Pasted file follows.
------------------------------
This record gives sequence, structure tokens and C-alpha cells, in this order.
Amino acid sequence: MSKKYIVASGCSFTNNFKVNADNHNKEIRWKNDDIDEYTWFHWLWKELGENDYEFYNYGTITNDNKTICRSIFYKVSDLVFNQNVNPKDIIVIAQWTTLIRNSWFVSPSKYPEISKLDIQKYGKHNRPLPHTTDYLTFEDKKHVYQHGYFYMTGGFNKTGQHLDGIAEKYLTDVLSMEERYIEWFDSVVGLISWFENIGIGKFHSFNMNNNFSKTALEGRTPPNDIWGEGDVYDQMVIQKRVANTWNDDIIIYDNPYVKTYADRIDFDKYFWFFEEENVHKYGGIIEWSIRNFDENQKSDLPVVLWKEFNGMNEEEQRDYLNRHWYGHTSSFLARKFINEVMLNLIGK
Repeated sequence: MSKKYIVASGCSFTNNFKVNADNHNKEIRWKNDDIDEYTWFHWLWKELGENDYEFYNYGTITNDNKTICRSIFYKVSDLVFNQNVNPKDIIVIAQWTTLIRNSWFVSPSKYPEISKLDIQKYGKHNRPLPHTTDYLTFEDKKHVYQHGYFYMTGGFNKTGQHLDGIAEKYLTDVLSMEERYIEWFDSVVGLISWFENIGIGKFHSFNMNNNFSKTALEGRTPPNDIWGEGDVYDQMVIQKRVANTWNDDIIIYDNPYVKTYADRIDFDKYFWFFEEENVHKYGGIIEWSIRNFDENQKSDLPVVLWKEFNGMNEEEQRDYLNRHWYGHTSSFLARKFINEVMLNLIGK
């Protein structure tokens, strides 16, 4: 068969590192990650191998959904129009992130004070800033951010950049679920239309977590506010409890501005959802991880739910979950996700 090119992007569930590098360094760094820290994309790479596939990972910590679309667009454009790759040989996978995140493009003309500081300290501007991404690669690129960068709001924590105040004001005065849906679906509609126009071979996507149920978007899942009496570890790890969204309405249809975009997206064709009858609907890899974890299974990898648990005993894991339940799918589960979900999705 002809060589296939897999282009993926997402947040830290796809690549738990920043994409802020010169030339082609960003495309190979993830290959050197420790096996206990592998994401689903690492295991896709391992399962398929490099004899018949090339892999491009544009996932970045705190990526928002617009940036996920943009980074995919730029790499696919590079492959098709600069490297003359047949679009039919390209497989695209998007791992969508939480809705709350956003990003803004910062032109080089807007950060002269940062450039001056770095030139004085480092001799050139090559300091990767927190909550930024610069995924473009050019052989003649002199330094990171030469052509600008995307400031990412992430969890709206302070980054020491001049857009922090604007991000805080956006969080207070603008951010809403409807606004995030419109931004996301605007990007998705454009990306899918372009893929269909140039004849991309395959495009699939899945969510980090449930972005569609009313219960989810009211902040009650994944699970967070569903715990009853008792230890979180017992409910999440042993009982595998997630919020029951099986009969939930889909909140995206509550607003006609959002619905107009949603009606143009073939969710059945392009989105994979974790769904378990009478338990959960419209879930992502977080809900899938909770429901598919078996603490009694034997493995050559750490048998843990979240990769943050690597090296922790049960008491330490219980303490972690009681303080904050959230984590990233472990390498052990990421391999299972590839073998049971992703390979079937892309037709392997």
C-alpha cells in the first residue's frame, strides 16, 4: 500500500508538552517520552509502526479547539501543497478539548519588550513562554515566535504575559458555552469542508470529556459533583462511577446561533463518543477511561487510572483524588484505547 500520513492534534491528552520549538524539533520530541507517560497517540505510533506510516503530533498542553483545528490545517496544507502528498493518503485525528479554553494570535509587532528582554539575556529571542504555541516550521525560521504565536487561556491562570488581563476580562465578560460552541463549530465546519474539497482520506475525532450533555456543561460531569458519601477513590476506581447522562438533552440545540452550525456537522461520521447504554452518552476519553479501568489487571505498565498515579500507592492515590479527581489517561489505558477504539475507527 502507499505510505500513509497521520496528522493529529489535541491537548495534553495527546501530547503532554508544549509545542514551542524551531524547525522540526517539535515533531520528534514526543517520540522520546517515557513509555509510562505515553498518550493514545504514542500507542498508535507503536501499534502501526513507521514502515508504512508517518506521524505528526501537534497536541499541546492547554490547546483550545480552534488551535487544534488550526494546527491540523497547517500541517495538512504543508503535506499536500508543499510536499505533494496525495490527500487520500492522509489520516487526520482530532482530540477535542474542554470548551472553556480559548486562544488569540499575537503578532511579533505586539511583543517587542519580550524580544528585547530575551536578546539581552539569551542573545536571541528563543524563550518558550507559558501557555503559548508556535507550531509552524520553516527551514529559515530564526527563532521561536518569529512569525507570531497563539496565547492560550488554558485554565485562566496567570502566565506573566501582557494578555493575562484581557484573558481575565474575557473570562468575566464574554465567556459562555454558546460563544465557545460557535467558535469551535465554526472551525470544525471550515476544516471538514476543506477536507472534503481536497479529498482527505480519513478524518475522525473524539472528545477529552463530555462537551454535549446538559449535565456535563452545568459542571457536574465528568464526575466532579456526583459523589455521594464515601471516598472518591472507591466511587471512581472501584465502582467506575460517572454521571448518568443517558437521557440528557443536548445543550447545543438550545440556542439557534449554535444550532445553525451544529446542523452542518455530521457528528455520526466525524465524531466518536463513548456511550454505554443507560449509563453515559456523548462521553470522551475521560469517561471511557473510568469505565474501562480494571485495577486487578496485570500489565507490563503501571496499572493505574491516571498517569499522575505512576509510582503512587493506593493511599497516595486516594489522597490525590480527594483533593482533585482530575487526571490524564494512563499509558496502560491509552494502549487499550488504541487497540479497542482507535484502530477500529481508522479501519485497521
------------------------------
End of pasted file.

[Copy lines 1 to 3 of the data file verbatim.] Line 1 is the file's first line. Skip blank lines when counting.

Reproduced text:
This record gives sequence, structure tokens and C-alpha cells, in this order.
Amino acid sequence: MSKKYIVASGCSFTNNFKVNADNHNKEIRWKNDDIDEYTWFHWLWKELGENDYEFYNYGTITNDNKTICRSIFYKVSDLVFNQNVNPKDIIVIAQWTTLIRNSWFVSPSKYPEISKLDIQKYGKHNRPLPHTTDYLTFEDKKHVYQHGYFYMTGGFNKTGQHLDGIAEKYLTDVLSMEERYIEWFDSVVGLISWFENIGIGKFHSFNMNNNFSKTALEGRTPPNDIWGEGDVYDQMVIQKRVANTWNDDIIIYDNPYVKTYADRIDFDKYFWFFEEENVHKYGGIIEWSIRNFDENQKSDLPVVLWKEFNGMNEEEQRDYLNRHWYGHTSSFLARKFINEVMLNLIGK
Repeated sequence: MSKKYIVASGCSFTNNFKVNADNHNKEIRWKNDDIDEYTWFHWLWKELGENDYEFYNYGTITNDNKTICRSIFYKVSDLVFNQNVNPKDIIVIAQWTTLIRNSWFVSPSKYPEISKLDIQKYGKHNRPLPHTTDYLTFEDKKHVYQHGYFYMTGGFNKTGQHLDGIAEKYLTDVLSMEERYIEWFDSVVGLISWFENIGIGKFHSFNMNNNFSKTALEGRTPPNDIWGEGDVYDQMVIQKRVANTWNDDIIIYDNPYVKTYADRIDFDKYFWFFEEENVHKYGGIIEWSIRNFDENQKSDLPVVLWKEFNGMNEEEQRDYLNRHWYGHTSSFLARKFINEVMLNLIGK